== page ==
So, according to the definition, if we make the pipe function, it should look something like the below code.

Now we can use the Javascript method Reduce method that executes a reducer function on each element of the array and produces a single output.

If you want to learn more about the reduce() method in JavaScript, follow this link, Map(), Reduce() and Filter() method in JavaScript.

Let’s see how we can implement it.

Code(Using JavaScript Reduce Method)

// returns n + 3 (it adds 3 to the number)
const sum = (n) => {
    return n + 3;
}
 
// returns n * 2 (it multiply 2 to the number)
const multiply = (n) => {
    return n * 2;
}

// returns n / 2 (it divides the number by 2)
const divide = (n) => {
    return n / 2;
}

const _pipe = (funcA, funcB) => (arg) => funcA(funcB(arg));

// merge all function into a single using the reducer function
const pipe = (...funcs) => {
    return funcs.reduce((prev, next) => {
        return _pipe(prev, next);
    });
}

const answer = pipe(sum , multiply , divide)(2);

// here n = 2, it first adds 3 to n so it returns 5 then it multiplies 2 to 5 that becomes 10 then it divides 10 by 2
// so the final answer should be 5
console.log(answer);

Output

By refactoring the above code, we get,

Code(Refactoring the Reduce method)

// returns n + 3 (it adds 3 to the number)
const sum = (n) => {
    return n + 3;
}
 
// returns n * 2 (it multiply 2 to the number)
const multiply = (n) => {
    return n * 2;
}

// returns n / 2 (it divides the number by 2)
const divide = (n) => {
    return n / 2;
}

const _pipe = (funcA, funcB) => (arg) => funcA(funcB(arg));

// refactoring the reducer function
const pipe = (...funcs) => funcs.reduce(_pipe)

const answer = pipe(sum , multiply , divide)(2);

// here n = 2, it first adds 3 to n so it returns 5 then it multiplies 2 to 5 that becomes 10 then it divides 10 by 2
// so the final answer should be 5
console.log(answer);

Output

The Pipeline Operator

The pipeline operator in Javascript (“|>”) is used for piping an expression to a function.

Let’s understand the pipeline operator with an example.

Let a function is defined in JavaScript be given below,

let fun = func(1);

Now, we can rewrite the above function as something like the below by using the pipeline operator.

let fun = 1 |> func;


Let’s see the use of the pipeline operator to out example pipe function.

// returns n + 3 (it adds 3 to the number)
const sum = (n) => {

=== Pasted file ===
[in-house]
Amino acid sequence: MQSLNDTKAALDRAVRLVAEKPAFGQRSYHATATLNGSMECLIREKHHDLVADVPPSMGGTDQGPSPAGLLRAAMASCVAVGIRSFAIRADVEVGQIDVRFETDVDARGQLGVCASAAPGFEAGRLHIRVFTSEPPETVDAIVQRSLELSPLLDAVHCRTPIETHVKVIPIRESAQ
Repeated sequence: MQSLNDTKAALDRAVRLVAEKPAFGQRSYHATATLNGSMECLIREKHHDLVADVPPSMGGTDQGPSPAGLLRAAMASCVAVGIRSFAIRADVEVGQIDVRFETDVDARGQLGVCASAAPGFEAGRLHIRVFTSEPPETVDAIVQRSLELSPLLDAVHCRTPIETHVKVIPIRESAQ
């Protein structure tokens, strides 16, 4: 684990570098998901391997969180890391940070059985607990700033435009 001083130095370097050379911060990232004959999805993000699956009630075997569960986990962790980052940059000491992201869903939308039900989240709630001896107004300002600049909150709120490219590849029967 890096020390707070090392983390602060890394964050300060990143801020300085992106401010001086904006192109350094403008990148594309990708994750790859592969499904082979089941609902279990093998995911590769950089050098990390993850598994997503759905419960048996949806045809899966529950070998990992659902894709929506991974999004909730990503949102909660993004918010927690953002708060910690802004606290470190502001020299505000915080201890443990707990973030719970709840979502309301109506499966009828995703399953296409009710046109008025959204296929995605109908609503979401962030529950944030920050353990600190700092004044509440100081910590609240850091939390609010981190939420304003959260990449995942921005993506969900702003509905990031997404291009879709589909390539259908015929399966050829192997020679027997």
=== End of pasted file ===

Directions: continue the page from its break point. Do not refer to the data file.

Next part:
return n + 3;
}
 
// returns n * 2 (it multiply 2 to the number)
const multiply = (n) => {
    return n * 2;
}

// returns n / 2 (it divides the number by 2)
const divide = (n) => {
    return n / 2;
}

// pipeline
const ans = 2 |> sum |> multiply |> divide;


Must Read Fibonacci Series in JavaScript  jquery ajax

FAQs

What is a pipe function in JavaScript?

The pipe function can be defined as a function that accepts a series of functions that process an input parameter and return an output that will be considered to be the input of the next function.

What does the pipe function return in JavaScript? 

The pipe function in JavaScript returns a single output based on the last function provided. All other intermediate functions receive input from their previous function and produce output to give as input for the next function. 
It acts something like the below diagram,

Can a pipe function accept more than two functions as an argument?

A pipe function can accept N number of functions as an argument where(N >= 0).

What is pipe function necessary?

The pipe function is necessary because it reduces the size of your code. Thus, it simplifies your code and makes it easier for others to understand. By reducing the size of the codebase, it becomes easier to maintain and test.

Conclusion

In this article, we have extensively discussed the pipe function in JavaScript.

We started with the basic introduction, and then we discussed

  • Definition of the Pipe Function
  • Implementation of the pipe function
  • How to refactor the pipe function
  • How a pipe function can accept more than two functions as an argument
  • The pipeline operator
     

We hope that this blog has helped you enhance your knowledge regarding pipe functions in JavaScript, and if you would like to learn more, check out our articles on An Introduction to JavascriptUsing Functions in JavaScript20 Projects with JavaScript Code Example and Importance of JavaScript to Web Programming. Do upvote our blog to help other ninjas grow.